Inescapable mulatto nature of American culture

Boy4-zerode2Submitted via Twitter: @zerode
San Francisco, CA

A quote from jazz critic Albert Murray.


conmurrMore about Albert Murray
: Taken from http://www.blackpast.org/?q=aah/murray-albert-1916

Albert Murray, an African American novelist, jazz critic, professor, and essayist, was born in Nokomis, Alabama on May 12, 1916. His birth parents were Sudie Graham and John Young but he was adopted by Hugh and Mattie Murray and grew up in Magazine Point, Alabama.

Murray received his undergraduate degree from Tuskegee Institute in Alabama in 1939 on a scholarship from the Mobile County Training School and afterwards began taking graduate courses in Education at the University of Michigan.

In 1940, Murray began teaching as a part-time instructor for a freshman English class at Tuskegee, which was followed by a position as principal at a high school in southwest Georgia. The next year, 1941, he married Mozelle Menefee, who graduated from Tuskegee in 1943. In 1943, Murray entered the United States Army Air Corps and while there earned his Master’s degree in English at New York University in 1948. He taught at various base locations in the United States and abroad before retiring from the U.S. Air Force as a major in 1962. Upon his retirement he began his writing career.

In 1970, Murray wrote his first book, The Omni-Americans, which is a collection of literature reviews, essays, and commentaries, many of which he had written over the 1960s, discussing race in America. The theme of his first book extends into his second work, South to a Very Old Place, which was published in 1971. Here he recalled his childhood in segregated Alabama in the 1920s. In 1972, Murray was invited to give a series of lectures at the Paul Anthony Brick Lectures on Ethics at the University of Missouri. Those lectures were then published as The Hero and the Blues in 1973. His 1974 novel Train Whistle Guitar won the Lillian Smith Award for Southern Fiction and the Alabama Library Association award, and was his first novel to explore the blues idiom; Murray’s main character was an improvising jazz soloist.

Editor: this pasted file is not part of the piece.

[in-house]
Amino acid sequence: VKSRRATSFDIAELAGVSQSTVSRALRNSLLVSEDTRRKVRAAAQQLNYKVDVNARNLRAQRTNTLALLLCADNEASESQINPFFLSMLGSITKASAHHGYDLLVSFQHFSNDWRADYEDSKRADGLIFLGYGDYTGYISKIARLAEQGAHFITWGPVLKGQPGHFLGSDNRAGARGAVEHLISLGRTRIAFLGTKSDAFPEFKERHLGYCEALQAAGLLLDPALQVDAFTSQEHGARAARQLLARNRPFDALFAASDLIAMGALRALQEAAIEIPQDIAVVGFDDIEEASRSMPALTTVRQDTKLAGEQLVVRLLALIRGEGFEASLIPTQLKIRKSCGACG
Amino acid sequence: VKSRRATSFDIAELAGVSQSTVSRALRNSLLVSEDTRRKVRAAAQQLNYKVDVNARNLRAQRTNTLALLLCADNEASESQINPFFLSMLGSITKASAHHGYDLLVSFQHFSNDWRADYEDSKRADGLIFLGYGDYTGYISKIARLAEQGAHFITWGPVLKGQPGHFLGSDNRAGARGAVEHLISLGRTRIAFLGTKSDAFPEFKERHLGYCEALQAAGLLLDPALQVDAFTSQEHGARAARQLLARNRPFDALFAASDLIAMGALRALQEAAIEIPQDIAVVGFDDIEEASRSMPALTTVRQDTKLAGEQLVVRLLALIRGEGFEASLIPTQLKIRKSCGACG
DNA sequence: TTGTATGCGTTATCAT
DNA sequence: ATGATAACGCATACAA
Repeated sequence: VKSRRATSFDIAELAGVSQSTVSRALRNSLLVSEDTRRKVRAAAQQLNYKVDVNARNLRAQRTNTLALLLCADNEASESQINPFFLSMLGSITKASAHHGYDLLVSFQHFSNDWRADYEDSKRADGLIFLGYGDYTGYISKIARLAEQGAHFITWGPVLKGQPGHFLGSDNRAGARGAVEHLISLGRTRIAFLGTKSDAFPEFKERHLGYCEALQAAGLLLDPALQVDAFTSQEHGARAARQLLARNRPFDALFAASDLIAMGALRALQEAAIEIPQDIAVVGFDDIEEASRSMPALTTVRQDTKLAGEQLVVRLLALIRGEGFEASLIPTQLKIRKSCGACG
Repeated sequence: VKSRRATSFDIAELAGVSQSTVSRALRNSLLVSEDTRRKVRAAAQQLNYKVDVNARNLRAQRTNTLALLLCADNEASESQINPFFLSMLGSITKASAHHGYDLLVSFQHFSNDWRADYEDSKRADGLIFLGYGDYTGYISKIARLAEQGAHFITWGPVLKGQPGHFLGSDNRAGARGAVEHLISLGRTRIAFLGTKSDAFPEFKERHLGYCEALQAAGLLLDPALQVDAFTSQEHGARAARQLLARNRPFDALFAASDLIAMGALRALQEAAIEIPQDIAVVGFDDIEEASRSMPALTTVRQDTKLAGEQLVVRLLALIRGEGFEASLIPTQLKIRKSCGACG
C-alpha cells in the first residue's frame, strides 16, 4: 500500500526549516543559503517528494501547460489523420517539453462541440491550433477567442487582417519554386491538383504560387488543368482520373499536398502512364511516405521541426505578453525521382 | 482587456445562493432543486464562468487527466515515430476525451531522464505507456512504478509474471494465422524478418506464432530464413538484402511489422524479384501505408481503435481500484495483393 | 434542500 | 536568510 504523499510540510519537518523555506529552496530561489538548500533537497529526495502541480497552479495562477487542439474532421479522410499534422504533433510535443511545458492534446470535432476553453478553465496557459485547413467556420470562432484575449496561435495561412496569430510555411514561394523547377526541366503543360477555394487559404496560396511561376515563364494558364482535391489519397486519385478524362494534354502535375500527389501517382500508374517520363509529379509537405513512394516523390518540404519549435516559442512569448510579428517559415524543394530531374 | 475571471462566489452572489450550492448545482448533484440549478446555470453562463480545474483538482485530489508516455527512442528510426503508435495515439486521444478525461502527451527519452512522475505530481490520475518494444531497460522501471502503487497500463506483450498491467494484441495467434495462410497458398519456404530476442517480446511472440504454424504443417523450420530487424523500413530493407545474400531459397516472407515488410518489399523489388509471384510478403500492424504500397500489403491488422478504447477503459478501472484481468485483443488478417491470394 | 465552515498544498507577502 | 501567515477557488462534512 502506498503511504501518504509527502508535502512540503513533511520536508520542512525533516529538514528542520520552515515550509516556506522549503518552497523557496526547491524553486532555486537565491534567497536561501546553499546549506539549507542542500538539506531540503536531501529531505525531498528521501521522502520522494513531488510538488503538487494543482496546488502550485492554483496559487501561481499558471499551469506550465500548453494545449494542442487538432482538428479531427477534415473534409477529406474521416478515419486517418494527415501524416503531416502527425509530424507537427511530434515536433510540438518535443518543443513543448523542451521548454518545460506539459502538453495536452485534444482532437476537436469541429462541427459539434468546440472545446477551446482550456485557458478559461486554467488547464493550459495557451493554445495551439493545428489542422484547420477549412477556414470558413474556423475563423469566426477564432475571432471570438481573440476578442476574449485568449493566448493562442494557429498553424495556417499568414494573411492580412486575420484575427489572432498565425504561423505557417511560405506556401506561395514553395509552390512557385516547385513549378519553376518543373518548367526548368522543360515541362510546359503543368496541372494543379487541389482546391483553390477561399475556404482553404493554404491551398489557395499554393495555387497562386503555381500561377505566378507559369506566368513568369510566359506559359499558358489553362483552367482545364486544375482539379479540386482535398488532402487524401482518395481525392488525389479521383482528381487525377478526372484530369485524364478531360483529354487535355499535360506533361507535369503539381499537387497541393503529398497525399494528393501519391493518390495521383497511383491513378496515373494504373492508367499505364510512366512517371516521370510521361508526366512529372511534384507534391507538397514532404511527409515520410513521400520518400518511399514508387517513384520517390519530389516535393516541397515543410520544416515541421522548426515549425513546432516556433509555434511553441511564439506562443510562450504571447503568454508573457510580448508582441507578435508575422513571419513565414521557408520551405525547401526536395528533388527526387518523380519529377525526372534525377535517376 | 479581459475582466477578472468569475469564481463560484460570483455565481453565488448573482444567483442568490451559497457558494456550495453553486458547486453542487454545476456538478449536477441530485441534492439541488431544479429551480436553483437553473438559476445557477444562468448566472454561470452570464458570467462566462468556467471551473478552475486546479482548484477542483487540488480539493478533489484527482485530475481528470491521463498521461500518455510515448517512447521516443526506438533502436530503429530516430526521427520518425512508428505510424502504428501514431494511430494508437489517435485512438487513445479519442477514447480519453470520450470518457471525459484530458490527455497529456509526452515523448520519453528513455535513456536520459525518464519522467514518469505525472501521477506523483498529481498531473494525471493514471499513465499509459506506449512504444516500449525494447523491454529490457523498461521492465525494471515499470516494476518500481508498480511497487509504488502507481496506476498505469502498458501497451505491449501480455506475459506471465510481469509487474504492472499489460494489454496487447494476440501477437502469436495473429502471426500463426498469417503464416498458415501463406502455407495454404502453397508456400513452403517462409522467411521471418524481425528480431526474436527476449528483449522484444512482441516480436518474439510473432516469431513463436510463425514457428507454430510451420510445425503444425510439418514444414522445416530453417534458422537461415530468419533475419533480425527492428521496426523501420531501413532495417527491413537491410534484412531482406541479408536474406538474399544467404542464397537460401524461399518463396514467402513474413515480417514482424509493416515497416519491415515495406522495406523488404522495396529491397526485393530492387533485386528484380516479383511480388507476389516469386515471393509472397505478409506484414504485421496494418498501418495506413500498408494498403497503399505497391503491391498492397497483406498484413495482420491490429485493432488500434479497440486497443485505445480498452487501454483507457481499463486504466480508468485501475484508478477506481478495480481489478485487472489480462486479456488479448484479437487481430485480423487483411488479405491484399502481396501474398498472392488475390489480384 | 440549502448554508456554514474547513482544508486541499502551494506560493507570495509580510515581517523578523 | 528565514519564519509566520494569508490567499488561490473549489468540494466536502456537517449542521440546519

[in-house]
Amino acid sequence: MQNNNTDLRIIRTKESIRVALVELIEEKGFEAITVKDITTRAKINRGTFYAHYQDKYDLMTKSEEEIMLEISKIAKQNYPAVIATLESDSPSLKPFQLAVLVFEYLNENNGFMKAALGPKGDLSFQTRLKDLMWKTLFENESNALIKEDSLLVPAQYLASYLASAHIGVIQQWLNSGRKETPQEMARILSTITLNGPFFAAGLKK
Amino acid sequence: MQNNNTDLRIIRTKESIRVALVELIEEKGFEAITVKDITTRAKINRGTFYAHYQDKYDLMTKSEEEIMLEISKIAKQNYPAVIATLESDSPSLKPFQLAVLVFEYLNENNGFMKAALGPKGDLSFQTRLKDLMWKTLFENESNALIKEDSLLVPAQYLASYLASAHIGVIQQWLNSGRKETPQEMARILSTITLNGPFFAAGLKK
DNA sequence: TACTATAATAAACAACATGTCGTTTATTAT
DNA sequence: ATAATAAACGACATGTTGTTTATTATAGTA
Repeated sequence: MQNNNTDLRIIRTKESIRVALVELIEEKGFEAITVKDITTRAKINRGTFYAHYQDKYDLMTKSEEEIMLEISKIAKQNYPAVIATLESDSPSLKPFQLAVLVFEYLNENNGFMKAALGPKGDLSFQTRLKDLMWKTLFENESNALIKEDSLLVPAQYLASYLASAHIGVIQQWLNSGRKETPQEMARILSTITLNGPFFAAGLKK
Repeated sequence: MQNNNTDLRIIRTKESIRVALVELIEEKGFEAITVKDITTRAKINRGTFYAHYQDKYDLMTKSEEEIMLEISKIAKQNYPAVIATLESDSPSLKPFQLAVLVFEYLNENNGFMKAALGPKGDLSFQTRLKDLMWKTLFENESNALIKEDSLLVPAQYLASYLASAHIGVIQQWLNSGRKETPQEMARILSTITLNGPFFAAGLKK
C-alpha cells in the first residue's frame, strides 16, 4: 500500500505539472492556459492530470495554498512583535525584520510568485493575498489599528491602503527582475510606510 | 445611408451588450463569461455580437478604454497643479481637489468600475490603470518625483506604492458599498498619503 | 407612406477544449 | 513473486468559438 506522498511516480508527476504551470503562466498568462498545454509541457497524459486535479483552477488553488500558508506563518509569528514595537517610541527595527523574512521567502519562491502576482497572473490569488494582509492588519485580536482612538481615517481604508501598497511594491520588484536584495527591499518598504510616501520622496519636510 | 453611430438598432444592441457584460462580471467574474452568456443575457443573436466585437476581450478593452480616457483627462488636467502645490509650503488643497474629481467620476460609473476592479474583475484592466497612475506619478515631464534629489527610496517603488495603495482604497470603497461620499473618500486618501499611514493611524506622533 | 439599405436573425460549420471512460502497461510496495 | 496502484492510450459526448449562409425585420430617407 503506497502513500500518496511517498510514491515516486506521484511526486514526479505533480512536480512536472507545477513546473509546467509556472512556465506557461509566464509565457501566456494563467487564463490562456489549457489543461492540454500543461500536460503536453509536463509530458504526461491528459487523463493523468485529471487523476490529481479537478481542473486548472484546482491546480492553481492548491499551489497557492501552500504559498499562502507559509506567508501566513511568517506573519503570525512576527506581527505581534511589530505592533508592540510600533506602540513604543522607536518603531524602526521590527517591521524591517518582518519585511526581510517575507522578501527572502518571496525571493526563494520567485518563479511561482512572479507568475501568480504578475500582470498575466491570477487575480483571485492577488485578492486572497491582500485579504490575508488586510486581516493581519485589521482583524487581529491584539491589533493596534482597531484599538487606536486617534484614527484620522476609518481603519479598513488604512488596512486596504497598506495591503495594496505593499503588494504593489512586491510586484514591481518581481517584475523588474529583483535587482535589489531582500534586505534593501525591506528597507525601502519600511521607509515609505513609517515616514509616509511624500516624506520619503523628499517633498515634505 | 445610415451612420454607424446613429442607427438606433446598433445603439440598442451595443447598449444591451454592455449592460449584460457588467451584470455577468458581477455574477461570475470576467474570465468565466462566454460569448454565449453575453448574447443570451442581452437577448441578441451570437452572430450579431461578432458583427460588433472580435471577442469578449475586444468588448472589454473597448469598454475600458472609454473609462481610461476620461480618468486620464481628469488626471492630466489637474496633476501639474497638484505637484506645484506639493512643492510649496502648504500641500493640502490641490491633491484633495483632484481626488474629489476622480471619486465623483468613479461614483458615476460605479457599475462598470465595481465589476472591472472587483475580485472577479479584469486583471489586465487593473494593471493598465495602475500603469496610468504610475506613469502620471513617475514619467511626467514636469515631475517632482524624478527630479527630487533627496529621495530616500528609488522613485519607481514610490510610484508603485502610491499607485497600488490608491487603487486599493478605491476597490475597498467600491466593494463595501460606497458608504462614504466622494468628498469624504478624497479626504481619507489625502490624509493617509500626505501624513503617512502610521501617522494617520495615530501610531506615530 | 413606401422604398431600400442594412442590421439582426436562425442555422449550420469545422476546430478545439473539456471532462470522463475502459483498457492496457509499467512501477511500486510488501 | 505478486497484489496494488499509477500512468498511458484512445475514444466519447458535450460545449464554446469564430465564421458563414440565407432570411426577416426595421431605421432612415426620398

Other works by Murray include Stomping the Blue, a novel which appeared in 1976, Good Morning, Blues: The Autobiography of Count Basie which was a collaboration with Count Basie released in 1985, the 1991 novel The Spyglass Tree, collections of essays in The Blue Devils of Nada (1996), and Trading Twelves: The Selected Letters of Ralph Ellison and Albert Murray which appeared in 2000. Stomping the Blues won the Deems Taylor Award given by the American Society of Composers, Authors, and Publishers in 1977.

Albert Murray continues to write and lives in New York City.

Keep the conversation going - comment and discuss with your thoughts

  • barry irving

    …people need to learn to focus on communicating the concrete rather than the abstract…that comment means nothing without context, because Mulatto is only one Racial mixture among many. Albert is not a mulatto and neither is Happy Fingers or American culture especially today…so what’s the point?

 

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